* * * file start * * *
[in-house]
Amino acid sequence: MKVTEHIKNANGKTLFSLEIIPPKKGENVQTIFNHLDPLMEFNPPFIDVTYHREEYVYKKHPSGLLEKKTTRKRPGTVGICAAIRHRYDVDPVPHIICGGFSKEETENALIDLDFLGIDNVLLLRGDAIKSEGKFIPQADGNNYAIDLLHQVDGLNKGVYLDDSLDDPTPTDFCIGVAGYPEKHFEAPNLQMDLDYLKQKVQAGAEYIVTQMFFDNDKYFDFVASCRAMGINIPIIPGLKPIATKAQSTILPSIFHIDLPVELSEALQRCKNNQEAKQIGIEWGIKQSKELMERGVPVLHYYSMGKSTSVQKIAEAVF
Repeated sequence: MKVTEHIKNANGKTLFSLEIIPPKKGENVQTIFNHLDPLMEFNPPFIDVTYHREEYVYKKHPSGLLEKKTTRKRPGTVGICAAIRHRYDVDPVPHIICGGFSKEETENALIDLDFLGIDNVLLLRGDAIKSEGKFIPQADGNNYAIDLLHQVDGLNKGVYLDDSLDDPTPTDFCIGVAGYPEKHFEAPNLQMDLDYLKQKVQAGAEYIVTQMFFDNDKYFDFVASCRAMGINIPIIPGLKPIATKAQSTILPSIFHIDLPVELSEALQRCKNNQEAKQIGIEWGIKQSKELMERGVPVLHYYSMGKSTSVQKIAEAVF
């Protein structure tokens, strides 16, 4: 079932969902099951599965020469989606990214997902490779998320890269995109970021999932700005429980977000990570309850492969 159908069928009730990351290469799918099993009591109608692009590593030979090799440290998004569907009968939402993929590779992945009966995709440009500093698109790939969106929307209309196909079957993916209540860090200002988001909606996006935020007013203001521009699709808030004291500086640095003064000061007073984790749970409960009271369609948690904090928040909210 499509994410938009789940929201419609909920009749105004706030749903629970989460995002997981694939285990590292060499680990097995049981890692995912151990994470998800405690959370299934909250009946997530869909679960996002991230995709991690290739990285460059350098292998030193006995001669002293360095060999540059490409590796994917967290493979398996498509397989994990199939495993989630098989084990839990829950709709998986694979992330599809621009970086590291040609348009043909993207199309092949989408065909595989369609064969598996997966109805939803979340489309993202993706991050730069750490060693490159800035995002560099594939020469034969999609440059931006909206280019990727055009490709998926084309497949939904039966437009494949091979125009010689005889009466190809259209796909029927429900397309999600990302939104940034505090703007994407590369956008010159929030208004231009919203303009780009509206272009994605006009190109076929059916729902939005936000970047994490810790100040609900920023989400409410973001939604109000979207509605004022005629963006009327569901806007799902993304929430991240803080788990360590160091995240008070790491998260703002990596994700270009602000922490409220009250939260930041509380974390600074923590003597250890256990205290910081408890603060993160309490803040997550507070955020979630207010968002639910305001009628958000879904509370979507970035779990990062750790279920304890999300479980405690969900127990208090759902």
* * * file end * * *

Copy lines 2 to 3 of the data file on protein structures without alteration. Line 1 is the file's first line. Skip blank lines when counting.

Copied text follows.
Amino acid sequence: MKVTEHIKNANGKTLFSLEIIPPKKGENVQTIFNHLDPLMEFNPPFIDVTYHREEYVYKKHPSGLLEKKTTRKRPGTVGICAAIRHRYDVDPVPHIICGGFSKEETENALIDLDFLGIDNVLLLRGDAIKSEGKFIPQADGNNYAIDLLHQVDGLNKGVYLDDSLDDPTPTDFCIGVAGYPEKHFEAPNLQMDLDYLKQKVQAGAEYIVTQMFFDNDKYFDFVASCRAMGINIPIIPGLKPIATKAQSTILPSIFHIDLPVELSEALQRCKNNQEAKQIGIEWGIKQSKELMERGVPVLHYYSMGKSTSVQKIAEAVF
Repeated sequence: MKVTEHIKNANGKTLFSLEIIPPKKGENVQTIFNHLDPLMEFNPPFIDVTYHREEYVYKKHPSGLLEKKTTRKRPGTVGICAAIRHRYDVDPVPHIICGGFSKEETENALIDLDFLGIDNVLLLRGDAIKSEGKFIPQADGNNYAIDLLHQVDGLNKGVYLDDSLDDPTPTDFCIGVAGYPEKHFEAPNLQMDLDYLKQKVQAGAEYIVTQMFFDNDKYFDFVASCRAMGINIPIIPGLKPIATKAQSTILPSIFHIDLPVELSEALQRCKNNQEAKQIGIEWGIKQSKELMERGVPVLHYYSMGKSTSVQKIAEAVF